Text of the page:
Nevertheless, the mission had entered a slow decline. With its very small population, it was unable to survive its secularization by the Mexican government in 1834, unlike other missions that were able to persevere. An earthquake in 1840 damaged the chapel and quadrangle, and the massive Fort Tejon earthquake of 1857 collapsed the structure beyond repair. The only remaining building--known as the Neary-Rodriguez Adobe--was a dormitory for Ohlone and Yokut neophytes who lived at the mission, which remains in Santa Cruz Mission State Historic Park and can be toured during operating hours.
New churches, unaffiliated with Mission Santa Cruz, were later built on the site. Not until 1931 did philanthropist Gladys Sullivan Doyle propose to construct a half-size replica of the original Mission. From her private funds she contributed all the construction costs on the condition that she be allowed to be buried inside--which followed upon her death in mid-1933, prompting a funeral attended by 29 clergymen and a dozen representatives of the California Historical Society. Her grave can be viewed in a small side room. The concrete construction was performed by parishioner Tranquilino Costella, an Italian immigrant, whose contractor stamp can still be seen in the sidewalk in front of the mission.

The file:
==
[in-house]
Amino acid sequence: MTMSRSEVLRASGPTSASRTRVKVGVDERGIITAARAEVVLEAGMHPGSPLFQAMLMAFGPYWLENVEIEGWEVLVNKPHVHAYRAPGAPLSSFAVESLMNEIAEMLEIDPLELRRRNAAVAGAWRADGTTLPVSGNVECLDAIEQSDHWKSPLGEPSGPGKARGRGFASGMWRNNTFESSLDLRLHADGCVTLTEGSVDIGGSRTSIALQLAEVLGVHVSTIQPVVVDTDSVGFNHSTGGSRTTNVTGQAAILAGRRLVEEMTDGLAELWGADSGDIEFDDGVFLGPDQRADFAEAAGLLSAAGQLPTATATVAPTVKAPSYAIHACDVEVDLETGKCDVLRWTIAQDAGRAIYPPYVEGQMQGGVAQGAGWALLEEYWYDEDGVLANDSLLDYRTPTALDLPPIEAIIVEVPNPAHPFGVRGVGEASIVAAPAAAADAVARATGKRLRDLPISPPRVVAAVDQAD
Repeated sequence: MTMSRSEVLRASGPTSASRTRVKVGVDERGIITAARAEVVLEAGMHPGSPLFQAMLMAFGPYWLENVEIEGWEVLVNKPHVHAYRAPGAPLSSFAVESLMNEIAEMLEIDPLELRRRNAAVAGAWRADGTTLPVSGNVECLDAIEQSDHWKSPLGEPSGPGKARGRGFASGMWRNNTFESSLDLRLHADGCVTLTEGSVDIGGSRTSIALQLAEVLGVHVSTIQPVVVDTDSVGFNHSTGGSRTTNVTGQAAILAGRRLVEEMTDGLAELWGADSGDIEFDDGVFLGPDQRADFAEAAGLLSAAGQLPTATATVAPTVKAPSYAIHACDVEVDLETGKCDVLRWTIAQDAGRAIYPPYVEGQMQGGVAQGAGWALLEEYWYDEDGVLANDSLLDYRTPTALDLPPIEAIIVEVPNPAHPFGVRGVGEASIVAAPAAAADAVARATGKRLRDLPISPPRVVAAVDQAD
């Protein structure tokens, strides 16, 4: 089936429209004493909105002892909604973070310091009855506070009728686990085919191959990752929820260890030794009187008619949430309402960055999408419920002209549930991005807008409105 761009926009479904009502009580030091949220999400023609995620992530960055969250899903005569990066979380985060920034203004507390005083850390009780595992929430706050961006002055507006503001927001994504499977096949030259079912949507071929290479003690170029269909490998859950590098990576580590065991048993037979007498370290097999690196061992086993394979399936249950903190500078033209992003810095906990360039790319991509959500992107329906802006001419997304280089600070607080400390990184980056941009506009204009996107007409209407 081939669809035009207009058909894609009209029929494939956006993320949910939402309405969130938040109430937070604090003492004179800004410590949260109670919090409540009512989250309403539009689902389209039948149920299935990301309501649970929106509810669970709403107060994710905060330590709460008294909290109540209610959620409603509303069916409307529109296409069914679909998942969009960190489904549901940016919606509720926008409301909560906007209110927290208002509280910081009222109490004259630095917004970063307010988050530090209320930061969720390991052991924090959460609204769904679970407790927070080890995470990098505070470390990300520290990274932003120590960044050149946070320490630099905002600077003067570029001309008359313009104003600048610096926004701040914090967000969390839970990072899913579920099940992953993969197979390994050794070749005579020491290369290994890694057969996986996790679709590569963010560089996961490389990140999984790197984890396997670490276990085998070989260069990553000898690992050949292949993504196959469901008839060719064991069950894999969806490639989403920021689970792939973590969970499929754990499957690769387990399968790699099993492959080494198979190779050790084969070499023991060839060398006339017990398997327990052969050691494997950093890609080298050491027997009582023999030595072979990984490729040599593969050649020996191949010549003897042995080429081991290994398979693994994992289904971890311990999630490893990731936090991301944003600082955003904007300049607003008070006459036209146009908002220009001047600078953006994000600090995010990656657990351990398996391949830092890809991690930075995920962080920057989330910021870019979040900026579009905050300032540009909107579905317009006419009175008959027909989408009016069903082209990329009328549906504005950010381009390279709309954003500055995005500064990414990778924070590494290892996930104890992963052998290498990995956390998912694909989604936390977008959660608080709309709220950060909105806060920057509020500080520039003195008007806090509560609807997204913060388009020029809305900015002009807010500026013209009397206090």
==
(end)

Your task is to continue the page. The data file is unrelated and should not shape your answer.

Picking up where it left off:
The small replica chapel is mainly used for private services, daily Masses and Morning Prayer on Saturday. It was damaged during the Loma Prieta quake of 1989, but was easily repaired.
2. Duhaut-Cilly, Auguste. Translated by Fruge, August and Harlow, Neal. A Voyage to California, the Sandwich Islands, and Around the World. Berkeley, California. University of California Press, 1999. pp. 65-66
3.Forbes, Alexander (1839). California: A History of Upper and Lower California.
4. Cornhill, London Leffingwell, Randy (2005). California Missions and Presidios: The History & Beauty of the Spanish Missions. Voyageur Press, Inc., Stillwater, MN
5. Yenne, Bill (2004). The Missions of California. Thunder Bay Press, San Diego, CA.
6. "California Missions." Lowman Publishing Company, Arroyo Canyon, CA. 2011. Mission Santa Cruz is on page 19.
7. Mission Facts: Santa Cruz. Missions California. . Accessed March 14, 2019. http://www.missionscalifornia.com/mission-facts/santa-cruz.